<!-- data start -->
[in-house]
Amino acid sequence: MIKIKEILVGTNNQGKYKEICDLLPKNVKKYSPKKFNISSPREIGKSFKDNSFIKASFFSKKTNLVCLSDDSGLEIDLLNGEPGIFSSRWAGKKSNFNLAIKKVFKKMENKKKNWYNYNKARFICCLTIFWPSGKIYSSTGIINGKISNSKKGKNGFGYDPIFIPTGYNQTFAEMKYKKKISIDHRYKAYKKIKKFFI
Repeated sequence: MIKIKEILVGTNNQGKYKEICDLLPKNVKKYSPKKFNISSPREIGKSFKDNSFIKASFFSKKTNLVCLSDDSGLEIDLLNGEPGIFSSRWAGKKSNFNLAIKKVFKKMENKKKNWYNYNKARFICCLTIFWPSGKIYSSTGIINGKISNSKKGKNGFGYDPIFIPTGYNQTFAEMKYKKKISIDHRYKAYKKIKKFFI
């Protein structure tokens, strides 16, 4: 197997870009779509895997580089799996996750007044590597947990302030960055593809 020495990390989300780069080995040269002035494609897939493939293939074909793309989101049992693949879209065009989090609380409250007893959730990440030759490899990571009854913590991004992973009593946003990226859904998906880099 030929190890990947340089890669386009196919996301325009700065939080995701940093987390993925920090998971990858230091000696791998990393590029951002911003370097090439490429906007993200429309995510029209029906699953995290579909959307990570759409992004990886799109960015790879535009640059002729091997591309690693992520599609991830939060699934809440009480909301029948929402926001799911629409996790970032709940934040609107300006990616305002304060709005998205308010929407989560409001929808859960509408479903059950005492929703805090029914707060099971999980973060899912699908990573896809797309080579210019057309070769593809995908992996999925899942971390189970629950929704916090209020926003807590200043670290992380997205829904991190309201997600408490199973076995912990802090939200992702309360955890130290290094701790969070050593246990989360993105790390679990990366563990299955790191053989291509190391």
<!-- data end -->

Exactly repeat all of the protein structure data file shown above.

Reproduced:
[in-house]
Amino acid sequence: MIKIKEILVGTNNQGKYKEICDLLPKNVKKYSPKKFNISSPREIGKSFKDNSFIKASFFSKKTNLVCLSDDSGLEIDLLNGEPGIFSSRWAGKKSNFNLAIKKVFKKMENKKKNWYNYNKARFICCLTIFWPSGKIYSSTGIINGKISNSKKGKNGFGYDPIFIPTGYNQTFAEMKYKKKISIDHRYKAYKKIKKFFI
Repeated sequence: MIKIKEILVGTNNQGKYKEICDLLPKNVKKYSPKKFNISSPREIGKSFKDNSFIKASFFSKKTNLVCLSDDSGLEIDLLNGEPGIFSSRWAGKKSNFNLAIKKVFKKMENKKKNWYNYNKARFICCLTIFWPSGKIYSSTGIINGKISNSKKGKNGFGYDPIFIPTGYNQTFAEMKYKKKISIDHRYKAYKKIKKFFI
């Protein structure tokens, strides 16, 4: 197997870009779509895997580089799996996750007044590597947990302030960055593809 020495990390989300780069080995040269002035494609897939493939293939074909793309989101049992693949879209065009989090609380409250007893959730990440030759490899990571009854913590991004992973009593946003990226859904998906880099 030929190890990947340089890669386009196919996301325009700065939080995701940093987390993925920090998971990858230091000696791998990393590029951002911003370097090439490429906007993200429309995510029209029906699953995290579909959307990570759409992004990886799109960015790879535009640059002729091997591309690693992520599609991830939060699934809440009480909301029948929402926001799911629409996790970032709940934040609107300006990616305002304060709005998205308010929407989560409001929808859960509408479903059950005492929703805090029914707060099971999980973060899912699908990573896809797309080579210019057309070769593809995908992996999925899942971390189970629950929704916090209020926003807590200043670290992380997205829904991190309201997600408490199973076995912990802090939200992702309360955890130290290094701790969070050593246990989360993105790390679990990366563990299955790191053989291509190391």